Not long after Jimi Hendrix’s “Hey, Joe” put the final note on three days of sex, drugs and rock n’ roll in a muddy cow pasture in upstate New York, Woodstock promoter Michael Lang recalled in an interview with Joel Makower, author of Woodstock: The Oral History, that people had created a huge peace symbol out of the garbage they were collecting.
Perhaps a large dollar sign would have been more appropriate.
The 1969 Woodstock Festival was built around great hopes and dreams, and advance ticket sales seemed to bear those aspirations out. Around 186,000 advance tickets were sold, and the organizers anticipated approximately 200,000 festival-goers would turn up. Therefore, ticket gross should have been 186,000 x $18 + 14,000 x $24 = $3.68 million (over $25.6 million in today’s dollars). Things were looking positive — until 400,000 people showed up, most of whom did not pay. Suddenly a concert that looked like a financial windfall ended up $1.6 million in the negative ($11 million in today’s dollars).
How were those debts incurred? Likely it was because Woodstock was a three-day event of perfect storm proportions. Major expenses were incurred when the overall attendance swelled. If you think it’s hard planning a wedding for 100 guests and 200 people show up, picture what it takes when 200,000 turns into 400,000.
Suddenly you need more power, emergency food and medical supplies (brought on by a soaking rain, less-than sanitary conditions and brown acid), and helicopters being rented because the roads are closed due to the crowds and the performers can’t get to the gig. Not to mention additional limousines, telephones, etc.
Finally, factor in the cost of the performers and suddenly you can see the red ink flowing.
Fifty years later what have we learned from those three days in 1969? If anything, it’s that putting on a major concert has nightmare potential, which creates a worst-case scenario that grows exponentially when a single concert grows into a 15-city stadium tour. Woodstock was also the template for putting on mega-concerts such as Live Aid and Amnesty International, widely-televised events that bring in millions of dollars in TV sponsored revenue, so you can see how cancelling a major concert would be a financial catastrophe.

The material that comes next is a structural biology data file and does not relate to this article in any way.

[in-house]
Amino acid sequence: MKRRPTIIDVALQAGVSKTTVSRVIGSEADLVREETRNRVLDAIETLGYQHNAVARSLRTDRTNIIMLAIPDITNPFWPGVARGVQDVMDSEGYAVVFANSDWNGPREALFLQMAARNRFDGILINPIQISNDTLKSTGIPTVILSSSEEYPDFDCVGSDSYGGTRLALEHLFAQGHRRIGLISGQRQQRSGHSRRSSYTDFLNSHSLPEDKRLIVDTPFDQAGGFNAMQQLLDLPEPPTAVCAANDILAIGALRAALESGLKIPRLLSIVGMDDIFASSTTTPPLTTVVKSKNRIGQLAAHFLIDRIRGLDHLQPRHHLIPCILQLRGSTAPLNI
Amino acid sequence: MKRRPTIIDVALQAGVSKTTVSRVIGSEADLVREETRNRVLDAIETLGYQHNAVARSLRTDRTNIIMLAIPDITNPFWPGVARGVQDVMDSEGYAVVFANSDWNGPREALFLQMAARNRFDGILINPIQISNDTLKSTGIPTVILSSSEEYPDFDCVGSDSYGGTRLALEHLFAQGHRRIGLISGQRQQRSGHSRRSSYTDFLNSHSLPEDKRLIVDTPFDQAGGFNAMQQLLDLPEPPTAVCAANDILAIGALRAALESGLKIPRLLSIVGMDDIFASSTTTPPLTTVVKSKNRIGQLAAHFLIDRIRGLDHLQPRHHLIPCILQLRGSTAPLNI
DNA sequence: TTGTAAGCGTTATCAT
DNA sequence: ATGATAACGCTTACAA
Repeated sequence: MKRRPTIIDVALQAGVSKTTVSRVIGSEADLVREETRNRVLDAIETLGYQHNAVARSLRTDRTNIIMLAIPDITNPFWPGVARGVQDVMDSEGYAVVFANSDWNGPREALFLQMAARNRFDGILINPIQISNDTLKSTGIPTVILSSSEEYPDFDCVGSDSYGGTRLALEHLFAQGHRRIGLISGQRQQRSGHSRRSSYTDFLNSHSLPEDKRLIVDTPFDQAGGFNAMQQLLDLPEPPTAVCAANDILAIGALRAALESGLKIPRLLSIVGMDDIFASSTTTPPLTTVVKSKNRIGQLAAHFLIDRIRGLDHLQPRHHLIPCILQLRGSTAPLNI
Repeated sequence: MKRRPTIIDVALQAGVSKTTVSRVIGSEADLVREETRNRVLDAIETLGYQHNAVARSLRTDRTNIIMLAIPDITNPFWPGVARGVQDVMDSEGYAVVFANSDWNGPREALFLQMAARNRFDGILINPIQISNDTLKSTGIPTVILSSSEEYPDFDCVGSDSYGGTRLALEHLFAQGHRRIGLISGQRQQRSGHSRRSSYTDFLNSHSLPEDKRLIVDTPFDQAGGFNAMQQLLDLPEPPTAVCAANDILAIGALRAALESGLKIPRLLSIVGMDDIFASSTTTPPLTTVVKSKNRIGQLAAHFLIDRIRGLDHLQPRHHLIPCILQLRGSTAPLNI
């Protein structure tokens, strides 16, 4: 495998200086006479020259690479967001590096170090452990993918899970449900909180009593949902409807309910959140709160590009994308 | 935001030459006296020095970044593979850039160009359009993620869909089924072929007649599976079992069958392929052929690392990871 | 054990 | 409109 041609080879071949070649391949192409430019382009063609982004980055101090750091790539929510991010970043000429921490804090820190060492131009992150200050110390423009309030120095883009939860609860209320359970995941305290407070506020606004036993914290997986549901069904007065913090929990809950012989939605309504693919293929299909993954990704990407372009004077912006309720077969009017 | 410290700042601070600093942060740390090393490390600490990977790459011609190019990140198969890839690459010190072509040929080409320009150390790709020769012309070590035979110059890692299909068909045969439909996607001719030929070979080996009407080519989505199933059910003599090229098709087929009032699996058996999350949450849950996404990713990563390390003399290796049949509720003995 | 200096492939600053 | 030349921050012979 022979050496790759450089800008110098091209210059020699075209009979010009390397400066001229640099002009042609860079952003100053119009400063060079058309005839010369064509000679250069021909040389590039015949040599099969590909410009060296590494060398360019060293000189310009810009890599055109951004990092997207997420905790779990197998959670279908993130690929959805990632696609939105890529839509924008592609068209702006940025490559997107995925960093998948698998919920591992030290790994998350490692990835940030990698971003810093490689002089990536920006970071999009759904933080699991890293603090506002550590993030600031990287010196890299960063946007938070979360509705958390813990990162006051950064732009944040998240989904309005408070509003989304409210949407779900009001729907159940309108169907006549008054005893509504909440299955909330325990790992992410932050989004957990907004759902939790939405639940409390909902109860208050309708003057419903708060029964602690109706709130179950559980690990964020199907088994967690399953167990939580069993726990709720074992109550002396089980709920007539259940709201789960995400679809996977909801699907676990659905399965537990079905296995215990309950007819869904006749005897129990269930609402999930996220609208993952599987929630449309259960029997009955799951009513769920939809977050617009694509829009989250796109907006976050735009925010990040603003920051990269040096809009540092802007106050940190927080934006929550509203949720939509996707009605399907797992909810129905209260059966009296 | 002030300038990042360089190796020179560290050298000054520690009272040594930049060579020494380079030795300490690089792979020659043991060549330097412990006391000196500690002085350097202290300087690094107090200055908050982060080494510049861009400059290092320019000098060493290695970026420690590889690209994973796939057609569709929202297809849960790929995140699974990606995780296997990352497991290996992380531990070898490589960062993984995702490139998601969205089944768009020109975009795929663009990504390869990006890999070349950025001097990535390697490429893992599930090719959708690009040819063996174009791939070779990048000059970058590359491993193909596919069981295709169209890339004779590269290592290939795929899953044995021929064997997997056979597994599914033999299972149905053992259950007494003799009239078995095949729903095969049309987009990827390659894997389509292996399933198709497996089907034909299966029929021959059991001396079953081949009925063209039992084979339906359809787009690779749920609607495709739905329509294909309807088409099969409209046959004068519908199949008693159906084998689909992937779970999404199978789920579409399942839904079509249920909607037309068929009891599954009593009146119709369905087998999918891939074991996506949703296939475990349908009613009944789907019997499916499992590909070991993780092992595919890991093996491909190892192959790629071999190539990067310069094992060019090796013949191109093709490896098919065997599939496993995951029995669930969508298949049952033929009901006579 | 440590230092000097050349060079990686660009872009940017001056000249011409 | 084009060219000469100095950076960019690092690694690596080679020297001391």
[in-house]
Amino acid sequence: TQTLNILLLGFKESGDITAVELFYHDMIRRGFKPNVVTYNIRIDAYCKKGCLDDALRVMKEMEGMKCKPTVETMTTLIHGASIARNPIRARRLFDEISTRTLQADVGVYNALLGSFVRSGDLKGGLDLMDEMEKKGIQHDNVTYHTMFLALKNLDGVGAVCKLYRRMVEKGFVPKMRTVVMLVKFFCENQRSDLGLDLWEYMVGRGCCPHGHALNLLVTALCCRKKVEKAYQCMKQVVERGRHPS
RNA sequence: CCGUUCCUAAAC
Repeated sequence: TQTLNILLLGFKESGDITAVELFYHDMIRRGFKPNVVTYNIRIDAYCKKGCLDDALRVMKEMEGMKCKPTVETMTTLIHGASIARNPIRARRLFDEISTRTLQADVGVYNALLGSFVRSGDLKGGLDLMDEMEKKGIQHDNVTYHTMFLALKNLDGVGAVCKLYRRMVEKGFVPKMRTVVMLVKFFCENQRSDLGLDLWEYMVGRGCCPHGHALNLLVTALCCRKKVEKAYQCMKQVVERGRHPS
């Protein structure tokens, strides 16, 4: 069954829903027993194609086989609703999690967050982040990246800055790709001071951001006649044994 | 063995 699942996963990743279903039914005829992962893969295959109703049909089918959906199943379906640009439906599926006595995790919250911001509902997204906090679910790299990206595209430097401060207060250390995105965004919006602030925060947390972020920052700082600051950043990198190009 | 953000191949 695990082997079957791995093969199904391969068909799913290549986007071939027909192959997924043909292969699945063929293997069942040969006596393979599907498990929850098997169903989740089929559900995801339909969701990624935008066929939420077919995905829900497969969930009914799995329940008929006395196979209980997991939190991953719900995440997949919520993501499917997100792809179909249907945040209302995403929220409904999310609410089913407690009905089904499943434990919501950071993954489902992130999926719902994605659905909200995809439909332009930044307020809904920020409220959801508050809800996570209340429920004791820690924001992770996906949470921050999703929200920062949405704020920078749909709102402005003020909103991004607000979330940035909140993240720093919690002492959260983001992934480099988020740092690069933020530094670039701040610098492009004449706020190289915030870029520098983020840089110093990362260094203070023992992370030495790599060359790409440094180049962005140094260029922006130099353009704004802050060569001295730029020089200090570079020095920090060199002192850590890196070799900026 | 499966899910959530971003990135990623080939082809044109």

This is precisely why business managers and tour promoters sit down to figure out their potential revenues, and how to protect their investment from the possibility of inclement weather, death, illness or injury to the artist, or even a terrorist attack. It is not uncommon for major touring artists to have their tours insured for upwards of $50 million or more as a hedge to factors that could delay or cancel a major concert tour.
Coverage for this class of business is known as Non-Appearance/Event Cancellation insurance and it is designed to protect the policy owner if a show or series of shows is missed, postponed, abandoned or rescheduled. Thanks to the power of Lloyd’s of London, this type of insurance is available with extraordinary benefit limits to U.S. promoters through certified Lloyd’s of London coverholders. The insurance is typically underwritten on a broad policy form that covers perils from death, injury or illness of one or more scheduled artists, as well as venue destruction, and many other perils that could cause a loss.
As you might expect, we’re seeing much more non-appearance coverage in the music industry these days, especially when a big act goes out on the road. The artist’s management determines the potential income from the guarantees plus percentages put up by the promoters, and then they factor in what the loss would be if the artist failed to complete all or part of the tour — a possibility that can vary from act to act and venue to venue. Most venues are paid up front, and they get paid whether the concert is successful or not, or even if it takes place. Plus, these venues are multi-use (sports events, ice shows, etc.), so rebooking lost dates can be an ordeal. Of course, outdoor football stadiums are more accessible, and you could probably rent MetLife Stadium on any Friday night you want in February. But if you want a Friday night in June for a rescheduled show, there is a four-plus-year wait.